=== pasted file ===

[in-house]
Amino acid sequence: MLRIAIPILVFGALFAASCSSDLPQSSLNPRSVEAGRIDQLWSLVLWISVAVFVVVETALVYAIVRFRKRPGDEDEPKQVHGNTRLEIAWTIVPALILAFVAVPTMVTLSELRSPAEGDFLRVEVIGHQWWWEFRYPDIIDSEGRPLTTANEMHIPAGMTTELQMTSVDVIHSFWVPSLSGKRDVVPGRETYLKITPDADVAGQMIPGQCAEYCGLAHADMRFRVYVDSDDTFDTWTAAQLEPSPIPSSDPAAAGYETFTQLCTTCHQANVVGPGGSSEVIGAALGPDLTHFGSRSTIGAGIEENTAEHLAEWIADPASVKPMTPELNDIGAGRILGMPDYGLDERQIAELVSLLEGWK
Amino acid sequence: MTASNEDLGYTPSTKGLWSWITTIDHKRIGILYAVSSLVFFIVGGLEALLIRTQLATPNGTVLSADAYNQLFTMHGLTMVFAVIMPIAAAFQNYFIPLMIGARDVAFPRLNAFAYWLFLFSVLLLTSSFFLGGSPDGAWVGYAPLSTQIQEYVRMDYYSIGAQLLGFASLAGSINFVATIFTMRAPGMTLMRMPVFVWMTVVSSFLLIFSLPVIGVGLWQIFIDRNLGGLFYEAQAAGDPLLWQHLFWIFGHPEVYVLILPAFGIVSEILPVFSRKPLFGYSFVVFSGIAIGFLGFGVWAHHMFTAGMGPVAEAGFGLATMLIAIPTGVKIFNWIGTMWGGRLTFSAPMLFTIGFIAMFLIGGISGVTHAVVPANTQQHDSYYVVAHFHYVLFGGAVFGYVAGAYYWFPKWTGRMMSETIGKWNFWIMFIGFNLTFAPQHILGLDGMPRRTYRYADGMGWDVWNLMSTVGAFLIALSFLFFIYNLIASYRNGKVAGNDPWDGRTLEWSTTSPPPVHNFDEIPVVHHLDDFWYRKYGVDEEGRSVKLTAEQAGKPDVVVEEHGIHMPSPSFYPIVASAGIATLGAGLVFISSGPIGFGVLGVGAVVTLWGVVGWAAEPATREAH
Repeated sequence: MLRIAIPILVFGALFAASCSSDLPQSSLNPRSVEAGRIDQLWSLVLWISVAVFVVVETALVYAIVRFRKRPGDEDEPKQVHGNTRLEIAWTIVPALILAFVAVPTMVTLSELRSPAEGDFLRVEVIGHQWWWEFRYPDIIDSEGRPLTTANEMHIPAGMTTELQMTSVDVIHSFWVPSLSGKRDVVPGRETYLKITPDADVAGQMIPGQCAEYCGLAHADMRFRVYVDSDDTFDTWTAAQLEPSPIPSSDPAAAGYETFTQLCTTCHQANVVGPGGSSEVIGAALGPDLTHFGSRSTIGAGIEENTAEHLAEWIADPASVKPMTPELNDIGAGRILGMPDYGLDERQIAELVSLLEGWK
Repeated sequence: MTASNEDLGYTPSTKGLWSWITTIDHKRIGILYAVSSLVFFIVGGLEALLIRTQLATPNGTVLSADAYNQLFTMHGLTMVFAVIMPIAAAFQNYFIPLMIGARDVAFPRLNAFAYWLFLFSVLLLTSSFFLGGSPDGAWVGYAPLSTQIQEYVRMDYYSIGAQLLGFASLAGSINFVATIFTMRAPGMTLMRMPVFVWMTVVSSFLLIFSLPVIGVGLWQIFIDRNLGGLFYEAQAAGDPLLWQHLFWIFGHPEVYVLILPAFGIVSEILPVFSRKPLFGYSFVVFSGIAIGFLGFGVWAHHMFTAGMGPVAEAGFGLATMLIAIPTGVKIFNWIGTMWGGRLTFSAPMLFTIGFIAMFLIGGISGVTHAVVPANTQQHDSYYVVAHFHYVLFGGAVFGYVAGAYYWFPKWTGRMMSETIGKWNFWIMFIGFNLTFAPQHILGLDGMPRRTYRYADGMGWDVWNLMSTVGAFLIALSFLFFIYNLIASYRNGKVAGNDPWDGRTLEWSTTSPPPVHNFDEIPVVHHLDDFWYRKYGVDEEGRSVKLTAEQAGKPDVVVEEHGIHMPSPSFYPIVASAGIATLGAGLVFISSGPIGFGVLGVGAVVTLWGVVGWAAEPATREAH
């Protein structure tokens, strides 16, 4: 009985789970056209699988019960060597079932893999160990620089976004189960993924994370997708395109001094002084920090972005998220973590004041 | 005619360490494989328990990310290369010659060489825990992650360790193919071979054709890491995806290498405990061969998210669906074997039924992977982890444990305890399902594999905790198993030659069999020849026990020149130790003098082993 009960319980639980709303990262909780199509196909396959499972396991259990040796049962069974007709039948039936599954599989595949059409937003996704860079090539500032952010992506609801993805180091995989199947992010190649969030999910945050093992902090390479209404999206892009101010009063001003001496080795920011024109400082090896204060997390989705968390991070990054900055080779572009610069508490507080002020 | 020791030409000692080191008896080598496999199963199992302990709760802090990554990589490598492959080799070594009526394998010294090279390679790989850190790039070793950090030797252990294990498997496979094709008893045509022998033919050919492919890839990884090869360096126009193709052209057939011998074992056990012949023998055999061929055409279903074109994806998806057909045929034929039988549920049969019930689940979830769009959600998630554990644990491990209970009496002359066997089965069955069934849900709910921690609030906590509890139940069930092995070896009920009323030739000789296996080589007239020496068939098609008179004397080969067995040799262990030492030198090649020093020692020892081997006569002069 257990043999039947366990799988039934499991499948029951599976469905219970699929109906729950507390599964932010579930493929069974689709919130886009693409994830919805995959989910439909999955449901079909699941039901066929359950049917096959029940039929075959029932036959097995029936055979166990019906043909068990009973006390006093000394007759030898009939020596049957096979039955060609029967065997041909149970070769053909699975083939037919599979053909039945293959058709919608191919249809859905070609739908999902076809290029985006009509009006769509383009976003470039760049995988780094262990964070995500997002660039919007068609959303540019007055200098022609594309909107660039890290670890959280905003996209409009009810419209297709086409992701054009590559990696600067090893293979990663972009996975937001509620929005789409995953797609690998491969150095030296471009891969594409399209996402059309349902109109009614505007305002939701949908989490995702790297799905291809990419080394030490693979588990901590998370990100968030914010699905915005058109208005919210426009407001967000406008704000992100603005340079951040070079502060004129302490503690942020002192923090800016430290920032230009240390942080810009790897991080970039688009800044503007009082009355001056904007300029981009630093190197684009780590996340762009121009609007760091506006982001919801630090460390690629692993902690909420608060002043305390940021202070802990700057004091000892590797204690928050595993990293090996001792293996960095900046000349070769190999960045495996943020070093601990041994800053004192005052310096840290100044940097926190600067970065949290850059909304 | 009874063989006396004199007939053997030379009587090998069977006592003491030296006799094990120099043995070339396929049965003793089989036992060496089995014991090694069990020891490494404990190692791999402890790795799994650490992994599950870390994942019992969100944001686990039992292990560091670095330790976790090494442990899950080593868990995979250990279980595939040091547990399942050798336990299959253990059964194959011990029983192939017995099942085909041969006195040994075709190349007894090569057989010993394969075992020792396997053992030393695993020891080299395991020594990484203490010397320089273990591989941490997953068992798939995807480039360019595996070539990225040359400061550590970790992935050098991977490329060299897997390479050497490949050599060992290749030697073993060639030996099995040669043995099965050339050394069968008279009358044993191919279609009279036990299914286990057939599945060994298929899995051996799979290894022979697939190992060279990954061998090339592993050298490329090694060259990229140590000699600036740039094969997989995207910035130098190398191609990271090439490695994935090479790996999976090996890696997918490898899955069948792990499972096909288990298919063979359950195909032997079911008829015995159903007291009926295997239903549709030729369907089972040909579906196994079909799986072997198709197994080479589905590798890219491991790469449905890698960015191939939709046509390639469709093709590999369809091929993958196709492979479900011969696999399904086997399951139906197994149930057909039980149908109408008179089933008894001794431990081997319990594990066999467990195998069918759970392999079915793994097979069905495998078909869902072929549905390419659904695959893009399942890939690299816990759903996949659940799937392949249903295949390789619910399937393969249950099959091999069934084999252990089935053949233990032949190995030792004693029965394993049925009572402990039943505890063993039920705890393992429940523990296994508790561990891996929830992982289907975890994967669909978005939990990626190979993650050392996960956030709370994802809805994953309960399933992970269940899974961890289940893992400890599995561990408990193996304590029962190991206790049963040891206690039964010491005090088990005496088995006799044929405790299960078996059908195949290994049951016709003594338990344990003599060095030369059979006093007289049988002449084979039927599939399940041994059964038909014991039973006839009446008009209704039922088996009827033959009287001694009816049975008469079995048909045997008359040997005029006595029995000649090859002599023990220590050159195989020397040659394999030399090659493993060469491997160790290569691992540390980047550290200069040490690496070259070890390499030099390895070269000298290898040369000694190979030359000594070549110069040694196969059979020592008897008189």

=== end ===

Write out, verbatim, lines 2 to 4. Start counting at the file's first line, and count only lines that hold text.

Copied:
Amino acid sequence: MLRIAIPILVFGALFAASCSSDLPQSSLNPRSVEAGRIDQLWSLVLWISVAVFVVVETALVYAIVRFRKRPGDEDEPKQVHGNTRLEIAWTIVPALILAFVAVPTMVTLSELRSPAEGDFLRVEVIGHQWWWEFRYPDIIDSEGRPLTTANEMHIPAGMTTELQMTSVDVIHSFWVPSLSGKRDVVPGRETYLKITPDADVAGQMIPGQCAEYCGLAHADMRFRVYVDSDDTFDTWTAAQLEPSPIPSSDPAAAGYETFTQLCTTCHQANVVGPGGSSEVIGAALGPDLTHFGSRSTIGAGIEENTAEHLAEWIADPASVKPMTPELNDIGAGRILGMPDYGLDERQIAELVSLLEGWK
Amino acid sequence: MTASNEDLGYTPSTKGLWSWITTIDHKRIGILYAVSSLVFFIVGGLEALLIRTQLATPNGTVLSADAYNQLFTMHGLTMVFAVIMPIAAAFQNYFIPLMIGARDVAFPRLNAFAYWLFLFSVLLLTSSFFLGGSPDGAWVGYAPLSTQIQEYVRMDYYSIGAQLLGFASLAGSINFVATIFTMRAPGMTLMRMPVFVWMTVVSSFLLIFSLPVIGVGLWQIFIDRNLGGLFYEAQAAGDPLLWQHLFWIFGHPEVYVLILPAFGIVSEILPVFSRKPLFGYSFVVFSGIAIGFLGFGVWAHHMFTAGMGPVAEAGFGLATMLIAIPTGVKIFNWIGTMWGGRLTFSAPMLFTIGFIAMFLIGGISGVTHAVVPANTQQHDSYYVVAHFHYVLFGGAVFGYVAGAYYWFPKWTGRMMSETIGKWNFWIMFIGFNLTFAPQHILGLDGMPRRTYRYADGMGWDVWNLMSTVGAFLIALSFLFFIYNLIASYRNGKVAGNDPWDGRTLEWSTTSPPPVHNFDEIPVVHHLDDFWYRKYGVDEEGRSVKLTAEQAGKPDVVVEEHGIHMPSPSFYPIVASAGIATLGAGLVFISSGPIGFGVLGVGAVVTLWGVVGWAAEPATREAH
Repeated sequence: MLRIAIPILVFGALFAASCSSDLPQSSLNPRSVEAGRIDQLWSLVLWISVAVFVVVETALVYAIVRFRKRPGDEDEPKQVHGNTRLEIAWTIVPALILAFVAVPTMVTLSELRSPAEGDFLRVEVIGHQWWWEFRYPDIIDSEGRPLTTANEMHIPAGMTTELQMTSVDVIHSFWVPSLSGKRDVVPGRETYLKITPDADVAGQMIPGQCAEYCGLAHADMRFRVYVDSDDTFDTWTAAQLEPSPIPSSDPAAAGYETFTQLCTTCHQANVVGPGGSSEVIGAALGPDLTHFGSRSTIGAGIEENTAEHLAEWIADPASVKPMTPELNDIGAGRILGMPDYGLDERQIAELVSLLEGWK